From the depths of despair, poverty and illness, the will of the people sprang forth. A raging inferno of anger swept the old world of the Middle Ages away, and laid the groundwork for the modern, egalitarian age we know today. Many concepts we take for granted like citizenship, trial by jury, separation of powers and equality before the law were forged in this inferno. 

The story begins with somewhat of a prequel, the English Civil War of 1640 to 1660. From there it follows the revolutionary spirit to the American Revolution, the French Revolution, and many more until finally ending nearly three centuries later with the Russian Revolution of the early 20th century.   

Duncan is an excellent storyteller, his writing and narrative style are superb, and following this amazing story of western history is truly a delight. More importantly, this story shows just how hard people fought for the rights we take for granted today, and just how fragile they can be.

The Age of Napoleon:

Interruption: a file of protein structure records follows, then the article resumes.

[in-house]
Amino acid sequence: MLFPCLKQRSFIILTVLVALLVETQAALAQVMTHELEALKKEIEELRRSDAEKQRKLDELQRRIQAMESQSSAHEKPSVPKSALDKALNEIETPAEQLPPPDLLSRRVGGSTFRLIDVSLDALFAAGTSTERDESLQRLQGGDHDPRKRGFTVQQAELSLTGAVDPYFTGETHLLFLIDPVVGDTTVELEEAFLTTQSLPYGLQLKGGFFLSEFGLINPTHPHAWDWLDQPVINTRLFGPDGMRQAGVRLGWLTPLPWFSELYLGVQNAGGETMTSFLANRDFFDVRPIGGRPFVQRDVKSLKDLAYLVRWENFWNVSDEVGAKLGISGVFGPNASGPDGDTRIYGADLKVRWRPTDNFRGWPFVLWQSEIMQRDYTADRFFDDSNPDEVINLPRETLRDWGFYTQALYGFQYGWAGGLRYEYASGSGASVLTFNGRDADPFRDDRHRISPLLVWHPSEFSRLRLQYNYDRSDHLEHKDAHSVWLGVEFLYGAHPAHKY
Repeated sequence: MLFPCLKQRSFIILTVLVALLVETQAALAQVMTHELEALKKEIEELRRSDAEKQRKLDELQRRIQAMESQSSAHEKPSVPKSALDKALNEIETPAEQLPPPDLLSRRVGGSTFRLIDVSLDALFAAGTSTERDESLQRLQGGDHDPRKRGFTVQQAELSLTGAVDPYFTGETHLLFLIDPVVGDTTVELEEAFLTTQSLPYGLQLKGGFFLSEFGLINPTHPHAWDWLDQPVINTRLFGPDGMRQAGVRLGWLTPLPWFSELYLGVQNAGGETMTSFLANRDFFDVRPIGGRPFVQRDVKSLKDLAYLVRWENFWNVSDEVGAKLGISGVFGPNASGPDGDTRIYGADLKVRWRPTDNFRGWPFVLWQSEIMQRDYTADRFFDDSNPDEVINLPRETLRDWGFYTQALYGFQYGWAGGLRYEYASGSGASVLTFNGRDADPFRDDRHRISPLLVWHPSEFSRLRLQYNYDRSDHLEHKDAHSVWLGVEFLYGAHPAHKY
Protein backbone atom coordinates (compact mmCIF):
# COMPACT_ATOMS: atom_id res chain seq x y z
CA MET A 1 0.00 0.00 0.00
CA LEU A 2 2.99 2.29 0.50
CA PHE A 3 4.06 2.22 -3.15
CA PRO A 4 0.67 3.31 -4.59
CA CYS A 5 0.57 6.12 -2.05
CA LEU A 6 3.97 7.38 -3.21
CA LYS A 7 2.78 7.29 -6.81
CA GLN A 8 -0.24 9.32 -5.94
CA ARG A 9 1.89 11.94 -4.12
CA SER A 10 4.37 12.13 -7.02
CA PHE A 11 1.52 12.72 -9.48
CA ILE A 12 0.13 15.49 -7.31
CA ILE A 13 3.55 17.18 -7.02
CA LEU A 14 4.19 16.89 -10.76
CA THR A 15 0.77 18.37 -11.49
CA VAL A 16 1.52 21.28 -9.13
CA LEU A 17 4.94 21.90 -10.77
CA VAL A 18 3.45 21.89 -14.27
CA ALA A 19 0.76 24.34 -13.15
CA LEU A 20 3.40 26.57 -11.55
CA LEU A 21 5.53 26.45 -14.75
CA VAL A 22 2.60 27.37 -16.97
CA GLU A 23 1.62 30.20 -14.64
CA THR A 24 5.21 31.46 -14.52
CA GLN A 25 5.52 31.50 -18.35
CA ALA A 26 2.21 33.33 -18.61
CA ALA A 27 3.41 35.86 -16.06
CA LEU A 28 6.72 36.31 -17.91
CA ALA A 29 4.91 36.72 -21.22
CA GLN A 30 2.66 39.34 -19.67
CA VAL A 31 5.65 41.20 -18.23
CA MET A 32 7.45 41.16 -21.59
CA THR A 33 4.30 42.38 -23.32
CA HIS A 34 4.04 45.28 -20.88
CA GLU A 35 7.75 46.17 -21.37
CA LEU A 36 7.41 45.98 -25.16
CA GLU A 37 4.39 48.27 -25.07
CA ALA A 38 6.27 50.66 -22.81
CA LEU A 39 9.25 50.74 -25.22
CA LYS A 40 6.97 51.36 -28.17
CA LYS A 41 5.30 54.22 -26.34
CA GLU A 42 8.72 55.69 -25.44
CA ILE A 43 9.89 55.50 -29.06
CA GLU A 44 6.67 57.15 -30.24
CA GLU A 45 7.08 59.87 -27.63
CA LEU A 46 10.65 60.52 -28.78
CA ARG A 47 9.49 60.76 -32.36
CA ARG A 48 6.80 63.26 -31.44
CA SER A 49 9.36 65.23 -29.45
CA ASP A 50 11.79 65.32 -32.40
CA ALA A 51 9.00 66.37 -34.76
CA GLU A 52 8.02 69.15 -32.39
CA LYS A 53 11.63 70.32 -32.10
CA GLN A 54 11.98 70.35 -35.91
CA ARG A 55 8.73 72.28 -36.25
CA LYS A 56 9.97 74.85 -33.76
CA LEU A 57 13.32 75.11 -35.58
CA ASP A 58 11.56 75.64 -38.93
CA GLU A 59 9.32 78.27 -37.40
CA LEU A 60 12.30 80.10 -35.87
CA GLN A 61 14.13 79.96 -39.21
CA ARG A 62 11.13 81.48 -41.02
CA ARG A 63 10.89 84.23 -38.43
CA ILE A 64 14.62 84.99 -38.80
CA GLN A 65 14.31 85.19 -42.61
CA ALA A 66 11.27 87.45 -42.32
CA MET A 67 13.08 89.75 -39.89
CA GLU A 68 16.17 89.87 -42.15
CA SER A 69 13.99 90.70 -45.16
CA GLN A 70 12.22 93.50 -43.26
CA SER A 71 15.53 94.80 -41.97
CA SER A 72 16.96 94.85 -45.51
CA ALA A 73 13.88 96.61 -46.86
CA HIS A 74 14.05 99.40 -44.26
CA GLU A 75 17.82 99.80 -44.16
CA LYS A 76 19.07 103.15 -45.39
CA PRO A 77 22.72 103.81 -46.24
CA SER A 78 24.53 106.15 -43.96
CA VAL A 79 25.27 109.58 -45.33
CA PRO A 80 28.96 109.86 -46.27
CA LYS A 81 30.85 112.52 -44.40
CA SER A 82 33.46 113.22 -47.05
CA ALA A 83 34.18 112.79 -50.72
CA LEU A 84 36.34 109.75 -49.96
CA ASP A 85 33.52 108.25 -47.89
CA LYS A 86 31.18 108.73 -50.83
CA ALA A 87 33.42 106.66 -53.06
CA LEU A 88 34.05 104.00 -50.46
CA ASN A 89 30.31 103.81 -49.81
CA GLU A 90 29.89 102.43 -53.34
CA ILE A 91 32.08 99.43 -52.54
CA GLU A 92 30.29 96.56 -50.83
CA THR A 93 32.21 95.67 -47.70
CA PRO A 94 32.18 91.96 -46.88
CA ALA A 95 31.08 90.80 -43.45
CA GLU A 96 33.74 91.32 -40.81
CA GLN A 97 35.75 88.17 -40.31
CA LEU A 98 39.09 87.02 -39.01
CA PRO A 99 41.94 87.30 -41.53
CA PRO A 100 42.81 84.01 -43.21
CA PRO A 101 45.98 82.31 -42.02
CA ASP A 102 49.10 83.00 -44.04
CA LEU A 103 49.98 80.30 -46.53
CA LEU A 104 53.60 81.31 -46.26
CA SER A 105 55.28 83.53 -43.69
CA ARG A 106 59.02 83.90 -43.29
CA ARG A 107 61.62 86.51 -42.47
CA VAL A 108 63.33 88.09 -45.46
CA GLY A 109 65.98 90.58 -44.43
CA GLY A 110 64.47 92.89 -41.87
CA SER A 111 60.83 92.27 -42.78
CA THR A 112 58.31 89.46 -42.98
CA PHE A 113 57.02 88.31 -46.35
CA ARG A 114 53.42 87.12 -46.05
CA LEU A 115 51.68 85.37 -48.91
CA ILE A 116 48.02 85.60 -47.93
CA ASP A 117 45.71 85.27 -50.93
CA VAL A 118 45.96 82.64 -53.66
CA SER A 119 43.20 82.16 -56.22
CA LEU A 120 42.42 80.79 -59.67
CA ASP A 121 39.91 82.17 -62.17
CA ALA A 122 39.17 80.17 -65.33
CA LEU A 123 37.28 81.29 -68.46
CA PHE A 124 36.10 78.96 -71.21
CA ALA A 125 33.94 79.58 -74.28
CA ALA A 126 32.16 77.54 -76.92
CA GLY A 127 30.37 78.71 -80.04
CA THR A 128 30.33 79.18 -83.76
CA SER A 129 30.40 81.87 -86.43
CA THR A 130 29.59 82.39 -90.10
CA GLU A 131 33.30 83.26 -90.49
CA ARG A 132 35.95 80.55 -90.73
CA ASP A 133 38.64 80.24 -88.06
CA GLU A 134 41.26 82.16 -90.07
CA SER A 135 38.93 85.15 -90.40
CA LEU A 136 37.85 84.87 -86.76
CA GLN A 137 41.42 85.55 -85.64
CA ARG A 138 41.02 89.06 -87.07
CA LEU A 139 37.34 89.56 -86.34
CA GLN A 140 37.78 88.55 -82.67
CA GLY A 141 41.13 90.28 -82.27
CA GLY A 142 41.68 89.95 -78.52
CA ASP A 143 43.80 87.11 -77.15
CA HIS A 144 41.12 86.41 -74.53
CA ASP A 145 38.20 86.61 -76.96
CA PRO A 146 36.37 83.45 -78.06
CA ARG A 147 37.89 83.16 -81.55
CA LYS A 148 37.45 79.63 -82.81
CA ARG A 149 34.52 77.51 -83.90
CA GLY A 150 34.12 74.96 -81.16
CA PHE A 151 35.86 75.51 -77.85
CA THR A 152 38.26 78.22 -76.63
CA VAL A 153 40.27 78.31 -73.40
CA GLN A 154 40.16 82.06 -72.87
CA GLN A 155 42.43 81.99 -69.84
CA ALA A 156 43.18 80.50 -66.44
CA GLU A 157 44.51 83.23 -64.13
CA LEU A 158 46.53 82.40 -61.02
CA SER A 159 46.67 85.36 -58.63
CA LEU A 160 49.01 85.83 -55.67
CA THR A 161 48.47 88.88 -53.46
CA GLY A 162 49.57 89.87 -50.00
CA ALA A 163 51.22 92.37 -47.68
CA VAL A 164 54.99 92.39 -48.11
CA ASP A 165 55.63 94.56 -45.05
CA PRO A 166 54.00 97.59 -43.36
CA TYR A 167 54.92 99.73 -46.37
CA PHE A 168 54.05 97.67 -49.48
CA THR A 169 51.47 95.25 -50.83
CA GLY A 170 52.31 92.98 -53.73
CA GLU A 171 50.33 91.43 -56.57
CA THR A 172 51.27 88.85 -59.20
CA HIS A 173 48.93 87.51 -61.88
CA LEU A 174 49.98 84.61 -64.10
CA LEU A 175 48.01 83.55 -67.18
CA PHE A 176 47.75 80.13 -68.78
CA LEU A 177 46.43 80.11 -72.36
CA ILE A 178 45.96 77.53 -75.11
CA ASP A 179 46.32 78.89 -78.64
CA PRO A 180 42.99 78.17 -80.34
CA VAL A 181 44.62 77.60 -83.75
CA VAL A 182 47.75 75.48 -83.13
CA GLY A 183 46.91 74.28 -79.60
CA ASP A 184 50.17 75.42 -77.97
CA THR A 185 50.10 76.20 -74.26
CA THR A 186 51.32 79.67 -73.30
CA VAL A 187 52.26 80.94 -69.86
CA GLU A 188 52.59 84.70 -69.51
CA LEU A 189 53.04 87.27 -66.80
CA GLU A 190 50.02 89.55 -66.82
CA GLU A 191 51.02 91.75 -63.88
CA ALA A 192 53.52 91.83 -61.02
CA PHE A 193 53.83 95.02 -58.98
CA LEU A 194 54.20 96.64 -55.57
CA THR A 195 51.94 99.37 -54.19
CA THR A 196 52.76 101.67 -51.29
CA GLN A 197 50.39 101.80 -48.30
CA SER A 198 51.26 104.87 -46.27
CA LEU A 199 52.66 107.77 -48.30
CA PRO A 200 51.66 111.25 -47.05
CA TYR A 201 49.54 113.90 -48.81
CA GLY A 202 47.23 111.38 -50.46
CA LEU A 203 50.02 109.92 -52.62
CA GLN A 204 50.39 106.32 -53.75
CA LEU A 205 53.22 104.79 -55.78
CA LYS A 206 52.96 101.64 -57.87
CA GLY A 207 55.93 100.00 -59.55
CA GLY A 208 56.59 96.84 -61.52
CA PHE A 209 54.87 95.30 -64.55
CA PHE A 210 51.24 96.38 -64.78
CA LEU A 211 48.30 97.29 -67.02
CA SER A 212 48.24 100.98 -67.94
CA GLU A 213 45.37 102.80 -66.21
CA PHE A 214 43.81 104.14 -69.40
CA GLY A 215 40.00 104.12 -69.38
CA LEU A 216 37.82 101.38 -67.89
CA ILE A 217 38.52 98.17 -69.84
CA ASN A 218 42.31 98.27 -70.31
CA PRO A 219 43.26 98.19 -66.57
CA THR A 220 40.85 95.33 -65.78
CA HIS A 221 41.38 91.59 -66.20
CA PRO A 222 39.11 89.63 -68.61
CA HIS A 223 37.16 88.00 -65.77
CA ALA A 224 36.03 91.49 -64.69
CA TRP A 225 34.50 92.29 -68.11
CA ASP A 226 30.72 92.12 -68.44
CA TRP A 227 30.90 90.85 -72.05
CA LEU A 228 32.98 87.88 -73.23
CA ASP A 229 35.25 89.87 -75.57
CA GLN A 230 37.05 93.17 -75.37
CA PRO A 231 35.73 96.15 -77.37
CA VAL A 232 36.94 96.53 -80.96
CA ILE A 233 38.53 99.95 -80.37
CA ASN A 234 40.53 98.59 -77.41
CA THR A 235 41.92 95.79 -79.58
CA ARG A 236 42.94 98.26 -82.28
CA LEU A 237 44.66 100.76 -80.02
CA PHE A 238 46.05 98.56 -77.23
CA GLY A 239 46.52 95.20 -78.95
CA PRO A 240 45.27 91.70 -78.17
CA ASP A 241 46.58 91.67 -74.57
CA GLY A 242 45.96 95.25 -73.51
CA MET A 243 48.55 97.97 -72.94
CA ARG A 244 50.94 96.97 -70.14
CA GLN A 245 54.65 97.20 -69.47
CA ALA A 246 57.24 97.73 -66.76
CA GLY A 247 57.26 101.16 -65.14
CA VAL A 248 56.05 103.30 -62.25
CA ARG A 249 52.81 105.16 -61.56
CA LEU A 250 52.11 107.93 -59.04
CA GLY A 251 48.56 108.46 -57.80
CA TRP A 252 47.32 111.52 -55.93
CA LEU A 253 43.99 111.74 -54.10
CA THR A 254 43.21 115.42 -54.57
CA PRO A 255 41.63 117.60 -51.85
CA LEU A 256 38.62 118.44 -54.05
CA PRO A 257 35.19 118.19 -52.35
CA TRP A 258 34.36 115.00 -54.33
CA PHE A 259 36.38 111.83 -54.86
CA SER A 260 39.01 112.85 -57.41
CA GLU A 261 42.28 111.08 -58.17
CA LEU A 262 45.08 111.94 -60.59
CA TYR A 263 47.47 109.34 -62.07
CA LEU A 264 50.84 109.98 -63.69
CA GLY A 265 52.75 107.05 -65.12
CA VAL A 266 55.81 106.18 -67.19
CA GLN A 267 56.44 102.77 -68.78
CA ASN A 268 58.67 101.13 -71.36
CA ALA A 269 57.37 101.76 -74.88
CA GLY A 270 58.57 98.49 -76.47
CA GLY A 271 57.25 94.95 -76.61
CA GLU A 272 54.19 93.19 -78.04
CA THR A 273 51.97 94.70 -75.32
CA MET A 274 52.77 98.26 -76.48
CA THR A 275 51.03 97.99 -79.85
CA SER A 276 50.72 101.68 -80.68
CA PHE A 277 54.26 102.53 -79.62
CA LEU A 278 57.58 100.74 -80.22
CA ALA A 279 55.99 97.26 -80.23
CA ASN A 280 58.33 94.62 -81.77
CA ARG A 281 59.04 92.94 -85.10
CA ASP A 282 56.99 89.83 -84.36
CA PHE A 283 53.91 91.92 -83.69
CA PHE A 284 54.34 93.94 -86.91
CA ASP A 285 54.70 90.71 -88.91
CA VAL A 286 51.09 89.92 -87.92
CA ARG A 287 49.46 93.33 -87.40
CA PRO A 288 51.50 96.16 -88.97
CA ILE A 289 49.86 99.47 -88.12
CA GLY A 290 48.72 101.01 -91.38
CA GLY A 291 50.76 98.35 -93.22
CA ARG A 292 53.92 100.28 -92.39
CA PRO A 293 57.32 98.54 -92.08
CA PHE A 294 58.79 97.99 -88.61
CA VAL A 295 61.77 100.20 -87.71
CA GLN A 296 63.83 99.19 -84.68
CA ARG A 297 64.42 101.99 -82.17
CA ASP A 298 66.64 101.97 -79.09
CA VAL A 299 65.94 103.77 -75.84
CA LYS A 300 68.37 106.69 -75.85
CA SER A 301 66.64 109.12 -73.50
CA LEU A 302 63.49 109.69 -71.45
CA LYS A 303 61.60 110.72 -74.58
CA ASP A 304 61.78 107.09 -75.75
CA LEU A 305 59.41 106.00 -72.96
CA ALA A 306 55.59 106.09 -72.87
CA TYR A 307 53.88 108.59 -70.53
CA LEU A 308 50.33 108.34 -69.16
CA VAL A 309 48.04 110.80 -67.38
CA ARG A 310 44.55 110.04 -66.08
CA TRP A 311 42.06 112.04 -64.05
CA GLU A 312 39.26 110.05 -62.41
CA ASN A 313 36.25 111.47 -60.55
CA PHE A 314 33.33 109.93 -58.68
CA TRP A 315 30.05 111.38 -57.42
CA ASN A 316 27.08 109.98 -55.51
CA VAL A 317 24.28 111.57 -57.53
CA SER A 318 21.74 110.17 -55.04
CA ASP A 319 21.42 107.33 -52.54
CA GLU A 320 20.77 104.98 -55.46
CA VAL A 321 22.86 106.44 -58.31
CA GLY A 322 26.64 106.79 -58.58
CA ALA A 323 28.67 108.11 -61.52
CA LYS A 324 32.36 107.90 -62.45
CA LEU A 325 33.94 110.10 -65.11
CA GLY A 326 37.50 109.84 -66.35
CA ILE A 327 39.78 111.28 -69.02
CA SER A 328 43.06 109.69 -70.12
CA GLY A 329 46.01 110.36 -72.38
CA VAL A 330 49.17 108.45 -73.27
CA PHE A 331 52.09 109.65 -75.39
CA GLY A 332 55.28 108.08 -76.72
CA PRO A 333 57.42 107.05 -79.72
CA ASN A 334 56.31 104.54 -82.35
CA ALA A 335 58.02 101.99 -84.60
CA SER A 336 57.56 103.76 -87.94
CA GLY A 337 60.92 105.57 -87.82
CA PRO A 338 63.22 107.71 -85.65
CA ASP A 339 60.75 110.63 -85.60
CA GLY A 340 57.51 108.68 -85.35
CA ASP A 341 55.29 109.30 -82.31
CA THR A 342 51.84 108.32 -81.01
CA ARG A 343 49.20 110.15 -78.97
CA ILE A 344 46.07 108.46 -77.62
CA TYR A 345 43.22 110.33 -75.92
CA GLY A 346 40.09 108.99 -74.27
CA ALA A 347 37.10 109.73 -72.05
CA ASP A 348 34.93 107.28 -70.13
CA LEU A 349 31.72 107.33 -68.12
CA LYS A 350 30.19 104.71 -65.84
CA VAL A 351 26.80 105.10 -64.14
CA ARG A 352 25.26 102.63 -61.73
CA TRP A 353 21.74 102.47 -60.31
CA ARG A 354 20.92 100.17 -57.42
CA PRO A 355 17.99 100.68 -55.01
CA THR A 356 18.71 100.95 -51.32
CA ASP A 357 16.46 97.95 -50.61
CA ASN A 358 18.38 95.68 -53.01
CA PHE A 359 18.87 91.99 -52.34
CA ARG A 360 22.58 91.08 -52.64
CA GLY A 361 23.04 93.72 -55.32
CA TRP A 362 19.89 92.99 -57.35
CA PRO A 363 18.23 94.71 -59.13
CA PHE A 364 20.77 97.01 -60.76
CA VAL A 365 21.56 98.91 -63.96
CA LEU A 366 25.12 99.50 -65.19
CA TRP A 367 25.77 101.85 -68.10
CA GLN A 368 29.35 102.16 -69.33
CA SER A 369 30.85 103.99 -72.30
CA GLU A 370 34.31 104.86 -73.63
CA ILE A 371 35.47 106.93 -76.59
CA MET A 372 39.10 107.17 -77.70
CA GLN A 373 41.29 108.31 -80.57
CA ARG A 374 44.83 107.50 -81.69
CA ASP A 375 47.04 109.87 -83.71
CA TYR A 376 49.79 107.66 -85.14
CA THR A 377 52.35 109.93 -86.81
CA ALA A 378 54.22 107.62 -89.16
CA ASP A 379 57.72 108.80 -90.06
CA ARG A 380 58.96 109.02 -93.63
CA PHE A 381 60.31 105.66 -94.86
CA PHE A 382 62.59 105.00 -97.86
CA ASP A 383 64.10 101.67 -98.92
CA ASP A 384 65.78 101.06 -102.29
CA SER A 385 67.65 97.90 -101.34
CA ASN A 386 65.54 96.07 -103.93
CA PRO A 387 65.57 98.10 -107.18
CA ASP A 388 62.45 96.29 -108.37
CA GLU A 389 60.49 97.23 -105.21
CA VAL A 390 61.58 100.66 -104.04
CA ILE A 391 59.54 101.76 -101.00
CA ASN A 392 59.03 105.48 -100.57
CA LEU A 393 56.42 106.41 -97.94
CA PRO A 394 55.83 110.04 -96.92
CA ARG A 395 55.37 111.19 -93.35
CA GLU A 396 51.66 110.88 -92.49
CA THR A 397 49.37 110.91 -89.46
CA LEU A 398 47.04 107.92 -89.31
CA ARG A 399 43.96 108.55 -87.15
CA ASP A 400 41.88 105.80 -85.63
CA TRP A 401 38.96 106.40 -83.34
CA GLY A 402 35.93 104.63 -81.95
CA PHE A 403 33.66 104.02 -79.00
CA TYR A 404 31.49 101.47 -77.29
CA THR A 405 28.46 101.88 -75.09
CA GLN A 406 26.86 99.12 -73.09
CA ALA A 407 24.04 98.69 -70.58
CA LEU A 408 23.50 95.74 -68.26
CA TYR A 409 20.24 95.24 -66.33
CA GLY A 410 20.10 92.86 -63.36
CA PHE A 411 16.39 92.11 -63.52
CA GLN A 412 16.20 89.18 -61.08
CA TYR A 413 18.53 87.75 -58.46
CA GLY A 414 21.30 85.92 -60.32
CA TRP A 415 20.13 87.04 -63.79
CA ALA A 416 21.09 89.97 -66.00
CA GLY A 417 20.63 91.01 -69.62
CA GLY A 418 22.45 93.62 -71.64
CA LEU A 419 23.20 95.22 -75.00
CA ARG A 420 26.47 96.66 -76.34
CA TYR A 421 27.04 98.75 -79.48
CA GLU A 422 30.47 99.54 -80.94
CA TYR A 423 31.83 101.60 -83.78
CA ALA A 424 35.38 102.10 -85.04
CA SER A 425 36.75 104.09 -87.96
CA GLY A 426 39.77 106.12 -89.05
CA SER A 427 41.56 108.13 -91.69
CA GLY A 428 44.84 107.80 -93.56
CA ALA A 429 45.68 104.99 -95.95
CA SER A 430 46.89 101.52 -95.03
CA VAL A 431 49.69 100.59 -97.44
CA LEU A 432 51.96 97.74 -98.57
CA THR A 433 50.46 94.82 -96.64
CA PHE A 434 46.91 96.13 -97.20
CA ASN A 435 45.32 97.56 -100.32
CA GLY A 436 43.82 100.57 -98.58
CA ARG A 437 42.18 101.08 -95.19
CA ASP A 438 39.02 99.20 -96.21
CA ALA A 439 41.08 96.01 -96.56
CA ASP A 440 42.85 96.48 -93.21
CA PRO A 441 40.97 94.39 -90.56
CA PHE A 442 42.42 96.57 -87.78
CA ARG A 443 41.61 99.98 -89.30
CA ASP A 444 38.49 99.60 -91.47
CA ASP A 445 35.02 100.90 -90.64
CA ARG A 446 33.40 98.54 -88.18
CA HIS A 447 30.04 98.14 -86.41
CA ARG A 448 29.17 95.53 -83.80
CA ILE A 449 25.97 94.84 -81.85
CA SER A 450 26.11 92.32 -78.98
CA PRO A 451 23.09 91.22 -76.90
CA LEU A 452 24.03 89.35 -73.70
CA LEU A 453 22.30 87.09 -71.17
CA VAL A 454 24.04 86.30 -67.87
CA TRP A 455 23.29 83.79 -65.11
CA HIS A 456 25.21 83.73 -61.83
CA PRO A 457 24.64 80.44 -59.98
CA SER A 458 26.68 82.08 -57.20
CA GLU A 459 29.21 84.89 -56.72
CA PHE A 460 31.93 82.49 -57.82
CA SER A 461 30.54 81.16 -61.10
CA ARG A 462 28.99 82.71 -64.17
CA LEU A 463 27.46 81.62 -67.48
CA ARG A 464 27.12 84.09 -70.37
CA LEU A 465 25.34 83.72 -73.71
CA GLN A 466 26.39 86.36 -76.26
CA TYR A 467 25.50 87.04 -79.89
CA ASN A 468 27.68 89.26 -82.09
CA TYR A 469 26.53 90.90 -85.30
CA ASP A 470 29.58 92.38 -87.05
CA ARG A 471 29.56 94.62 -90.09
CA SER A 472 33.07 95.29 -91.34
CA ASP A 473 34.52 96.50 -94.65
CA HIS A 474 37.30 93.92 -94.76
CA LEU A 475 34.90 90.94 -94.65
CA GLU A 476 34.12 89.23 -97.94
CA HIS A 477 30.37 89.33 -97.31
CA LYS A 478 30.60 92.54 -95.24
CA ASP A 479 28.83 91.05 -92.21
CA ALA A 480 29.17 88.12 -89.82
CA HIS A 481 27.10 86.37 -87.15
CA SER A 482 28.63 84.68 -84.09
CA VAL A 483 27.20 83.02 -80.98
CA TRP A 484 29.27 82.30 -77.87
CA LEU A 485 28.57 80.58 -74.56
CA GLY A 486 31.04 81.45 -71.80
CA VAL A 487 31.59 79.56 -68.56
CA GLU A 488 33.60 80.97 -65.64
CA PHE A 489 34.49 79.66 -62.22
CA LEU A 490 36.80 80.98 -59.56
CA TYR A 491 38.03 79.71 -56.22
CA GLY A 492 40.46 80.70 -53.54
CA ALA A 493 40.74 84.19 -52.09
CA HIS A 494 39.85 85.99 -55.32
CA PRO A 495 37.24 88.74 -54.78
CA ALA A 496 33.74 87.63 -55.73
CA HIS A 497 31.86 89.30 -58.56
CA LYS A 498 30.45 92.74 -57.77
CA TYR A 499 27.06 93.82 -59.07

This excellent podcast by Everett Rummage is best to start after you finish the French Revolution section of Mike Duncan’s “Revolutions” as you cannot tell the story of the French Revolution without Napoleon. In fact, Napoleon wouldn’t have been the Napoleon we know today without the French Revolution. 

Duncan’s narrative on Napoleon is limited to the direct role he plays in the French Revolution, which is only a brief glimpse of the man. By contrast, Rummage’s story is very much a biographical and personal overview of the entirety of Napoleon’s life. 

From episode one on, Rummage’s listeners get to experience the full breadth of Napoleon’s “Breaking Bad”-esque character arc. Napoleon began his career as an idealistic and starry-eyed revolutionary. A firm defender of egalitarianism and devoted to the Revolution’s “Jacobin” cause, early Napoleon can almost be described as a proto-socialist. It is a remarkable journey, to follow Napoleon’s evolution episode by episode.

Much like Walter White from “Breaking Bad,” Napoleon begins to taste power and respect, and initially with good intentions, he takes the first steps toward the feared, respected and hated man he would become.